For several years now, there have been suspicions surrounding Sarkozy’s involvement in the ‘Libyan connection’, yet Police have never questioned the former President. According to Le Monde, investigators have recently handed a report to magistrates detailing how cash was being circulated within Sarkozy’s campaign team. These documents were apparently enough evidence to bring him in for questioning. At the end of the interrogation, the former president was formally indicted on three charges: corruption, illegal campaign financing, and misappropriating public money. He was also put under judicial control. This means, among other things, that he is not allowed to speak to the other suspects involved in the case, this includes Claude Guéant and Brice Hortefeux, close friends of his, but also his ex-wife Cécilia. He is also banned from travelling to certain countries including Libya and Tunisia. Sarkozy announced that he would be challenging this barring order.
“I have been living in the hell of this slander since 2011” - Sarkozy
The former President vehemently denied all of the charges against him: “I have been living in the hell of this slander since 2011,” as noted today in the daily Le Figaro (owned by his ally Serge Dassault). On the television channel TF1 (owned by his ‘best’ friend Martin Bouygues), Sarkozy was given ample air time to plead his innocence. “There is no evidence, there is only hatred, mediocrity and slander,” he said on the 8 pm news show. However, Le Monde’s fact-checkers showed that his defence was, at best, weak. Sarkozy’s supporters have been speaking about manipulation, a conspiracy of justice, and the media. The investigating judges, conversely, have some quite different ideas about this.
The former president is also involved in a ‘patchwork of legal woes’. He has to appear before a criminal judge vis-à-vis the ’Bygmalion’ scandal and he is also being charged for a misuse of power in the ’Paul Bismuth’ (a pseudonym of Sarkozy) incident.
If the judges do convict Sarkozy in this Libyan affair, he faces ten years in prison. Sarkozy’s former opponent, Ségolène Royal, wondered what would have happened had he not deceived the voters in 2007…
Ségolène Royal
As I am receiving a lot of questions on the case of N. Sarkozy, I would just like to say one thing : despite challenging conditions, justice is making progress. My thoughts go to those million citizens in the right to know wether or not it was a fair competition #democracy #CNN https://t.co/TMmi47oVRz
12:13 PM - 21 Mar 2018
GOING DUTCH
Macron went to The Hague to meet with the Dutch PM, Mark Rutte and the Dutch King, Willem Alexander. Rutte and the French president seem to have become each other’s opposites in the European Union. Macron’s plans for further European integration are systematically torpedoed by Rutte.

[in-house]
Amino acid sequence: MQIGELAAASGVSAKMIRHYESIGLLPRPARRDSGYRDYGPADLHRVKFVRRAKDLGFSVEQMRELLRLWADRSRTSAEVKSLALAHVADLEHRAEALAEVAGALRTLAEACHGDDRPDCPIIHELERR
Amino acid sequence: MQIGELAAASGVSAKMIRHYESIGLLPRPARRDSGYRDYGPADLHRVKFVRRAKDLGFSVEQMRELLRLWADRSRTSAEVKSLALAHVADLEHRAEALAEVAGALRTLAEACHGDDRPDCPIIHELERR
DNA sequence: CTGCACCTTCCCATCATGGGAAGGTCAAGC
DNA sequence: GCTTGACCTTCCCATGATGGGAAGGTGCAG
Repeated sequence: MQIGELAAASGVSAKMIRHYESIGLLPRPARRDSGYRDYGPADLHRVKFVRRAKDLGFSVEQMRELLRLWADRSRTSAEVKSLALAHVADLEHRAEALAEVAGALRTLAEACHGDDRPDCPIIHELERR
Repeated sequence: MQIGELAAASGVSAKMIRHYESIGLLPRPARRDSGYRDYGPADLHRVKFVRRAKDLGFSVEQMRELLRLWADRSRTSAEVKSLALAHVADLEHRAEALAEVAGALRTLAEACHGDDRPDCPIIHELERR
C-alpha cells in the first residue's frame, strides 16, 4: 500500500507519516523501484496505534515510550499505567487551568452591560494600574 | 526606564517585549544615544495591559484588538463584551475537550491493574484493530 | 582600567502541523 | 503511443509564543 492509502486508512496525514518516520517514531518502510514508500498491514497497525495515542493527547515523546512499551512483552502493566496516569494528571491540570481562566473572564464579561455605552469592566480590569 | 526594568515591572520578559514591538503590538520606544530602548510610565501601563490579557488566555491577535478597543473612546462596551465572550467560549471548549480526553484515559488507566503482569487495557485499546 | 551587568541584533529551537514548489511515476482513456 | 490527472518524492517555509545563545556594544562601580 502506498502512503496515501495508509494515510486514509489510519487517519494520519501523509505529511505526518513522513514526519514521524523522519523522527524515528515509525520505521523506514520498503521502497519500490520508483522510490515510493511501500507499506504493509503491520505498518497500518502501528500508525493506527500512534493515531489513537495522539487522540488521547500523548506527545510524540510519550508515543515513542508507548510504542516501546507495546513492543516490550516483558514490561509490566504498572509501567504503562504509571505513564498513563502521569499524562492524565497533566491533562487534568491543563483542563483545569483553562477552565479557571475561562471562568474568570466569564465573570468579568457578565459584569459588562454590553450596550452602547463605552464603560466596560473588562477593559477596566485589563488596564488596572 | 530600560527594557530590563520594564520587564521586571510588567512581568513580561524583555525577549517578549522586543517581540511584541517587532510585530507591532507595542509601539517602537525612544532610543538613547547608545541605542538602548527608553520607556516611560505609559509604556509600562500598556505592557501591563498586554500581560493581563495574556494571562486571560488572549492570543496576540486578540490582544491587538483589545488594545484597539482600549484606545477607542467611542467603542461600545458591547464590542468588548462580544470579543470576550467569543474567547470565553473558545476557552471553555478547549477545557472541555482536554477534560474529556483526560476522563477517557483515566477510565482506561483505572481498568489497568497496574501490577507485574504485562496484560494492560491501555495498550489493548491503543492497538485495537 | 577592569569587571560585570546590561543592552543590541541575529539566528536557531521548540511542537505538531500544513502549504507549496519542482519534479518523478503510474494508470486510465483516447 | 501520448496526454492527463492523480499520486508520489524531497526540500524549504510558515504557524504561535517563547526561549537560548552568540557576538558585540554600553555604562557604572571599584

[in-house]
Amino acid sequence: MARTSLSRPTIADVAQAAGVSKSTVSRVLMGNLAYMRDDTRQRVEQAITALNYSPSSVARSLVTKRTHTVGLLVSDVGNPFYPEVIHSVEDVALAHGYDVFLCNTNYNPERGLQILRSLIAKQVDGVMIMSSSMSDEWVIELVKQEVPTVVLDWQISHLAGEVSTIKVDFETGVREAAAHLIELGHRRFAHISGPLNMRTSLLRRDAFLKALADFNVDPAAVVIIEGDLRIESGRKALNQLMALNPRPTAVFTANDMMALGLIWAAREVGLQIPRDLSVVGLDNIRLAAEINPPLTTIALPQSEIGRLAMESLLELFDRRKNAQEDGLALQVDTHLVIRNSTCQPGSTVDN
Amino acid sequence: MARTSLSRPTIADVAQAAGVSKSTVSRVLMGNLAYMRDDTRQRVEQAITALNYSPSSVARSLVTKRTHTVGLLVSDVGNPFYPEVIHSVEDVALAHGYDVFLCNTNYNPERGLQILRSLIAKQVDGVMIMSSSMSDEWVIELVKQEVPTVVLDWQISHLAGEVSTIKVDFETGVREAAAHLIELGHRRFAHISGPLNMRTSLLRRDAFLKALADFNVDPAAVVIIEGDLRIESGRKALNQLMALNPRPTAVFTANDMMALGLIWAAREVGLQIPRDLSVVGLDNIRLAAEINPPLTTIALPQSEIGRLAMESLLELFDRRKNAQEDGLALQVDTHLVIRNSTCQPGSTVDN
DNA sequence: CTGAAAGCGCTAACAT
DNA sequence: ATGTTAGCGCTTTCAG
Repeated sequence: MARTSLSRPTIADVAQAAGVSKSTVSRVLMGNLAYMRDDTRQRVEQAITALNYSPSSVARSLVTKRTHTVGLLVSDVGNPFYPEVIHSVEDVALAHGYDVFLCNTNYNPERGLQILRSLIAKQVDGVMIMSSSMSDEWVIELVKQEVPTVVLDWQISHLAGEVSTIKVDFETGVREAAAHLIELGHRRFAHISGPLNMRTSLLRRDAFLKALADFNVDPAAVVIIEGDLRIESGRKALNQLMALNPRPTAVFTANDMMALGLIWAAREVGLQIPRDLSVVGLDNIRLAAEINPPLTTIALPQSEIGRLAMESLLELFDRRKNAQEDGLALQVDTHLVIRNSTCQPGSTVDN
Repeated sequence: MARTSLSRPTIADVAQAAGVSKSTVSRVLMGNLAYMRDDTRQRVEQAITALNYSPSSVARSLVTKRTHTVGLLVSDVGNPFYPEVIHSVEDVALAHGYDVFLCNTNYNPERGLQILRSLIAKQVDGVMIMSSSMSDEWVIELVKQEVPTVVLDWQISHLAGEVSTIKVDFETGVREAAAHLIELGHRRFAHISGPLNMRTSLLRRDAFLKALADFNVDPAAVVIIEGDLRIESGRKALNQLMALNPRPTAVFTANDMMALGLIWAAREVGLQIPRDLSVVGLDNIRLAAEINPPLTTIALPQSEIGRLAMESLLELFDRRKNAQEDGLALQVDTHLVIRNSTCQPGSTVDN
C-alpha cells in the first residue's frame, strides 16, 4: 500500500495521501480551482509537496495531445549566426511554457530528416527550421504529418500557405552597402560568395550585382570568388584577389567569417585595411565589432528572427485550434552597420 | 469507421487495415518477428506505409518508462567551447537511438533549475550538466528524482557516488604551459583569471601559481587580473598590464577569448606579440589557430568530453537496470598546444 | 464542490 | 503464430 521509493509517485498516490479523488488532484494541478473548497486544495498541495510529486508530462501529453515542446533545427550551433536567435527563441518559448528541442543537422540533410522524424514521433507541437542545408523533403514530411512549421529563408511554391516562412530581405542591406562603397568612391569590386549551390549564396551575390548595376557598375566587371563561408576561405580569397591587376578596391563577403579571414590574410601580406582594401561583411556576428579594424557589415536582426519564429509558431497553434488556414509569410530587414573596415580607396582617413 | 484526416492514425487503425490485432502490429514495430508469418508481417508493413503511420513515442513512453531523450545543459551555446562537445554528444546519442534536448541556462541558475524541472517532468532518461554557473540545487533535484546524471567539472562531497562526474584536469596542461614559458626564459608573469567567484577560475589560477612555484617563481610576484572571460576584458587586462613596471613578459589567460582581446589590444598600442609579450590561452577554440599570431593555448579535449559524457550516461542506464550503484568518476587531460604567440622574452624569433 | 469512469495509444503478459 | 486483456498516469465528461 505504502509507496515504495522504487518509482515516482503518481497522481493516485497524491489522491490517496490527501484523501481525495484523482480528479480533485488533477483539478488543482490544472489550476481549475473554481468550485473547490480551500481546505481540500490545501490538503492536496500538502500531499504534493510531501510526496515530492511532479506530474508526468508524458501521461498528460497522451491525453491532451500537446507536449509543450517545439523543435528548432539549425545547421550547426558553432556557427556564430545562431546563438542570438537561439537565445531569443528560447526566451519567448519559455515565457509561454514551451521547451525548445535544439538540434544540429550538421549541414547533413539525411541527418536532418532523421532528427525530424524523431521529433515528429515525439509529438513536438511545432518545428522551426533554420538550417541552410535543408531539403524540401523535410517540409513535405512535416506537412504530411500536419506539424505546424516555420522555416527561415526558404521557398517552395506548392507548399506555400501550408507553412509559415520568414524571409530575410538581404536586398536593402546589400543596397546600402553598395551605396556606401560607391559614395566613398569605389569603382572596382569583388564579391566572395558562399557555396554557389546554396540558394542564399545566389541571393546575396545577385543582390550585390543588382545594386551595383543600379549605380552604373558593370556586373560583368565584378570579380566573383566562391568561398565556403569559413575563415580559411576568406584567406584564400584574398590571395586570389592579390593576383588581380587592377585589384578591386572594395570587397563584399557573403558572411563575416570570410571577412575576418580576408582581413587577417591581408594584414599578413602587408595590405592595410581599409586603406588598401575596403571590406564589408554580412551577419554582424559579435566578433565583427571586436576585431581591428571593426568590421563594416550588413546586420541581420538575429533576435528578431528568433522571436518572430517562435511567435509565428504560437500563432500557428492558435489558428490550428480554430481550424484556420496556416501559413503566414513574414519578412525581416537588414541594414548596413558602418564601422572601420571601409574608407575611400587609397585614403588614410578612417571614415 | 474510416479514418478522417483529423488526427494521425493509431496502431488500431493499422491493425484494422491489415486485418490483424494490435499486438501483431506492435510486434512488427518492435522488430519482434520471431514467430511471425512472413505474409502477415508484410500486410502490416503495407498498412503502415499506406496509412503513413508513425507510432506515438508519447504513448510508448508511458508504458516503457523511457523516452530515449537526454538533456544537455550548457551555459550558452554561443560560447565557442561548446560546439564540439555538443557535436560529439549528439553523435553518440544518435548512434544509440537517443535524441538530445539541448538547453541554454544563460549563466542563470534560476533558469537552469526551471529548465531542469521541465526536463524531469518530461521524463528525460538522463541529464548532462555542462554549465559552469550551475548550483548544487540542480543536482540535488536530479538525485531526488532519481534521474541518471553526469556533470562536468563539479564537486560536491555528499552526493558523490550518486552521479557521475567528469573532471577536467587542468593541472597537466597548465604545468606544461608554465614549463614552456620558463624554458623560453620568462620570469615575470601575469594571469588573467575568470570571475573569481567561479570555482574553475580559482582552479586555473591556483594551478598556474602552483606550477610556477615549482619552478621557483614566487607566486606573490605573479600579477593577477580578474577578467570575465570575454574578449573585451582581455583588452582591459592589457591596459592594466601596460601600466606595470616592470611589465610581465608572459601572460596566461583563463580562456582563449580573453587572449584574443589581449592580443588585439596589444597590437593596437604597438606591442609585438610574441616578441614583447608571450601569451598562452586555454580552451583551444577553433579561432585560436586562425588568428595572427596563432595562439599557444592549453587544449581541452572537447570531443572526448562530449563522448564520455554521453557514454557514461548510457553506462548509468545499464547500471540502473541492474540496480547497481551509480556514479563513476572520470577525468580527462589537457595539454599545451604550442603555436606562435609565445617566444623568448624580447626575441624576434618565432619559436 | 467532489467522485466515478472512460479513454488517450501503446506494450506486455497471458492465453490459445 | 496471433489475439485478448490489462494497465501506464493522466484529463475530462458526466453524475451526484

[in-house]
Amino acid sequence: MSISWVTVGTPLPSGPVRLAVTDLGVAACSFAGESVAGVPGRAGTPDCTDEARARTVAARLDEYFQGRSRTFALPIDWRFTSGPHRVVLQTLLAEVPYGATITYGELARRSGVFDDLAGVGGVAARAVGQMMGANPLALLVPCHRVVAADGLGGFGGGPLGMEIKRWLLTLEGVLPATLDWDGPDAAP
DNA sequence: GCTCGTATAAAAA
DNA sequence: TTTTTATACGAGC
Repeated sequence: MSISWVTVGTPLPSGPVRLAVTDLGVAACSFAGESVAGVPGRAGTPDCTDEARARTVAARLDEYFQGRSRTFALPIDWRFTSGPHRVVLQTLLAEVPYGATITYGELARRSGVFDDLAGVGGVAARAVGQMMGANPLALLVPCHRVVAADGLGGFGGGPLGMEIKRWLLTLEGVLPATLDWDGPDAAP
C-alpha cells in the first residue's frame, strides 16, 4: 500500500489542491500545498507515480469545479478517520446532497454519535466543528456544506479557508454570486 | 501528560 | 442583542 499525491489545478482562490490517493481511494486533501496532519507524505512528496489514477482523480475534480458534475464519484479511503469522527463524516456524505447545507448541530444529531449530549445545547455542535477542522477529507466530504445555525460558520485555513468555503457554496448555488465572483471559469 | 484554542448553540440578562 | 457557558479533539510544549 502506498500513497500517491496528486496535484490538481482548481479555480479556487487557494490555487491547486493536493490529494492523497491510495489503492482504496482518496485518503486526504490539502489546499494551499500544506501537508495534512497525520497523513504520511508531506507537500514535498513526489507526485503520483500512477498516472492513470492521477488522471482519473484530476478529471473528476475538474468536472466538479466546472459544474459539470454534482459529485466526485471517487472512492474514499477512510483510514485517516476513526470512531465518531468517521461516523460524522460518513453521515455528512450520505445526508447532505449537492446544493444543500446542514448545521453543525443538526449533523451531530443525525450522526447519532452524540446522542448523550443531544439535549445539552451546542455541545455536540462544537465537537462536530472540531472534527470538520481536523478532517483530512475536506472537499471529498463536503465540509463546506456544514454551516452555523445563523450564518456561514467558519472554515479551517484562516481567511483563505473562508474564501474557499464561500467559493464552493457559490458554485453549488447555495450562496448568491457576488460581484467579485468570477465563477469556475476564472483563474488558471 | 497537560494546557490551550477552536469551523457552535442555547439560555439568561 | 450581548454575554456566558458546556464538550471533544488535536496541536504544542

“I think there are too many chefs in the kitchen.”
Yet on Wednesday, the air seemed to have cleared. The two tried to build bridges. Macron visited the ’Torentje’, Rutte’s modest office in the centuries old Parliament building. The two leaders had a romantic dinner at a local French ‘bistro’. According to the Politico website, it was the most important European meeting of the week.
Buddies: Mark and Macron
TILL DEATH DO US PART
For two centuries, French parliamentarians have been entitled to a funeral allowance of up to €18,255. It’s also been possible to use this money to cover the funerals of MPs’ partners and children. Last year alone, these post-life benefits cost the French taxpayer € 573,000. This week, the Assembly (Lower House) has decided to limit this to € 2,350 euros (the same amount that MEPs are entitled to). Not everyone supports the change. A prominent MP called the measure “an attack on Parliament” [€ paywall]. The Senate, often considered the retirement home for French politicians, decided to snub the proposal. Senators will still be able to get their lavish funerals, financed entirely by mere tax-paying mortals.
France's Third Chamber
FAITS DIVERS
This week marks the half-century anniversary of the beginning of the movement that sparked the events of ‘May 1968’. One of their leaders was Daniel Cohn-Bendit, or ‘red Dany’, who now, fifty years later, acts as an advisor to Macron. +++ The Socialist Party (or what is left of it) elected its new leader. Oliver Faure received forty percent of the votes. +++ Macron brought a state visit to India recently. If we are to believe the very reverential weekly Paris Match, “even the goats of the capital bowed” when the French president passed by. +++ Macron’s victory has put the traditional parties on the edge of the abyss, financially. The Socialists sold their headquarters last month, and now the offices of Les Républicains are up for sale. By selling the 5500 square meters, the party hopes to pay off part of their 55 million euro debt. They intend to rent back the building. +++ France’s budget deficit reached 2,6% in 2017, beter than expected and respecting EU rules for the 1st in decade. Public debt is still too high though: 98,1% of the GDP, or €32,600 per capita. +++ The Paris mayor wants to launch the debate that will make the entire public transport network free for everyone. On the days without strikes, that is. +++
MERCI
Thank you for reading this newsletter. If you liked it, please share it on Facebook or Twitter, or with your colleagues and friends who are also interested in France. I welcome your questions and comments on news@devries.fr.
So French! So French!
Merci !
The start of the (r)evolution, in March 1968...